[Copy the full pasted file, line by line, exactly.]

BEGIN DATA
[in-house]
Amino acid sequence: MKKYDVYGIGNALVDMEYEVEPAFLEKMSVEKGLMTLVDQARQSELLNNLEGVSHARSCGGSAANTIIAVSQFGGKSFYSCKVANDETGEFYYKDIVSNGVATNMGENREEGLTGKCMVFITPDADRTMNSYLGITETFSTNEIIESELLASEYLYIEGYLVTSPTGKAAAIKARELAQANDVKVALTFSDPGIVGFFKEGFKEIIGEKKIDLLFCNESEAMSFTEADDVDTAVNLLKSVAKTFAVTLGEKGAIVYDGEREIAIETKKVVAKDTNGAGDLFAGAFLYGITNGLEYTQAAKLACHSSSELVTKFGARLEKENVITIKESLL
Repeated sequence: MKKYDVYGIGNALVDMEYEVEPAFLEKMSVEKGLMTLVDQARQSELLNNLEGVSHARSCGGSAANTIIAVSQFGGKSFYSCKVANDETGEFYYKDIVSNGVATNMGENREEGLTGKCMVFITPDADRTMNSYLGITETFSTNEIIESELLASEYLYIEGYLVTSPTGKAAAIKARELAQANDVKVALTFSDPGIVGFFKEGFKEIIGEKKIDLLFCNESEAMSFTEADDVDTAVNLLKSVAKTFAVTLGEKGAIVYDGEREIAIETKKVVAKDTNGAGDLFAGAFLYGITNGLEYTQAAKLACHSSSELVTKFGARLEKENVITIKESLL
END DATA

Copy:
[in-house]
Amino acid sequence: MKKYDVYGIGNALVDMEYEVEPAFLEKMSVEKGLMTLVDQARQSELLNNLEGVSHARSCGGSAANTIIAVSQFGGKSFYSCKVANDETGEFYYKDIVSNGVATNMGENREEGLTGKCMVFITPDADRTMNSYLGITETFSTNEIIESELLASEYLYIEGYLVTSPTGKAAAIKARELAQANDVKVALTFSDPGIVGFFKEGFKEIIGEKKIDLLFCNESEAMSFTEADDVDTAVNLLKSVAKTFAVTLGEKGAIVYDGEREIAIETKKVVAKDTNGAGDLFAGAFLYGITNGLEYTQAAKLACHSSSELVTKFGARLEKENVITIKESLL
Repeated sequence: MKKYDVYGIGNALVDMEYEVEPAFLEKMSVEKGLMTLVDQARQSELLNNLEGVSHARSCGGSAANTIIAVSQFGGKSFYSCKVANDETGEFYYKDIVSNGVATNMGENREEGLTGKCMVFITPDADRTMNSYLGITETFSTNEIIESELLASEYLYIEGYLVTSPTGKAAAIKARELAQANDVKVALTFSDPGIVGFFKEGFKEIIGEKKIDLLFCNESEAMSFTEADDVDTAVNLLKSVAKTFAVTLGEKGAIVYDGEREIAIETKKVVAKDTNGAGDLFAGAFLYGITNGLEYTQAAKLACHSSSELVTKFGARLEKENVITIKESLL